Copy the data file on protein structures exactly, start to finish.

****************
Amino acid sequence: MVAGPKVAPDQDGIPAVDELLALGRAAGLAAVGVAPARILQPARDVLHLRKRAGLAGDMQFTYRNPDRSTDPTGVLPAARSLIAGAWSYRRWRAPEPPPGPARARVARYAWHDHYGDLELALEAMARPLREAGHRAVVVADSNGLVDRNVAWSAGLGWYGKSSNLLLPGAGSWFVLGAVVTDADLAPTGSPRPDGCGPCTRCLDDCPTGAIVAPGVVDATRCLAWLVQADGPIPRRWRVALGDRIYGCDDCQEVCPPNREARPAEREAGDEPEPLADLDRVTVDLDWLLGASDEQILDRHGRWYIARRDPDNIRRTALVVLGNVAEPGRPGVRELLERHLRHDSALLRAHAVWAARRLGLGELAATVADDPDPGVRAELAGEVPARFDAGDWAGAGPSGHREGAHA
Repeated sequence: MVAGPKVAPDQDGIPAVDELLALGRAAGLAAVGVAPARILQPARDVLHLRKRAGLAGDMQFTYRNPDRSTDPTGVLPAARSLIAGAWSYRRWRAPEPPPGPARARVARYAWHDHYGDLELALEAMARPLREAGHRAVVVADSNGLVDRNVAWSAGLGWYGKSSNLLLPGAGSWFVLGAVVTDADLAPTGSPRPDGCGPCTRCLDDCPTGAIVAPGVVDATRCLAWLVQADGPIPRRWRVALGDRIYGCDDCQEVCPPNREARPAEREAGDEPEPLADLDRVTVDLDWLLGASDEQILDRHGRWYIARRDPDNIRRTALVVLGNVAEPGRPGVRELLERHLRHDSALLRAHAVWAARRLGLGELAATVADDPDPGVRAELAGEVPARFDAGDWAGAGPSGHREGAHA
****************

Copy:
Amino acid sequence: MVAGPKVAPDQDGIPAVDELLALGRAAGLAAVGVAPARILQPARDVLHLRKRAGLAGDMQFTYRNPDRSTDPTGVLPAARSLIAGAWSYRRWRAPEPPPGPARARVARYAWHDHYGDLELALEAMARPLREAGHRAVVVADSNGLVDRNVAWSAGLGWYGKSSNLLLPGAGSWFVLGAVVTDADLAPTGSPRPDGCGPCTRCLDDCPTGAIVAPGVVDATRCLAWLVQADGPIPRRWRVALGDRIYGCDDCQEVCPPNREARPAEREAGDEPEPLADLDRVTVDLDWLLGASDEQILDRHGRWYIARRDPDNIRRTALVVLGNVAEPGRPGVRELLERHLRHDSALLRAHAVWAARRLGLGELAATVADDPDPGVRAELAGEVPARFDAGDWAGAGPSGHREGAHA
Repeated sequence: MVAGPKVAPDQDGIPAVDELLALGRAAGLAAVGVAPARILQPARDVLHLRKRAGLAGDMQFTYRNPDRSTDPTGVLPAARSLIAGAWSYRRWRAPEPPPGPARARVARYAWHDHYGDLELALEAMARPLREAGHRAVVVADSNGLVDRNVAWSAGLGWYGKSSNLLLPGAGSWFVLGAVVTDADLAPTGSPRPDGCGPCTRCLDDCPTGAIVAPGVVDATRCLAWLVQADGPIPRRWRVALGDRIYGCDDCQEVCPPNREARPAEREAGDEPEPLADLDRVTVDLDWLLGASDEQILDRHGRWYIARRDPDNIRRTALVVLGNVAEPGRPGVRELLERHLRHDSALLRAHAVWAARRLGLGELAATVADDPDPGVRAELAGEVPARFDAGDWAGAGPSGHREGAHA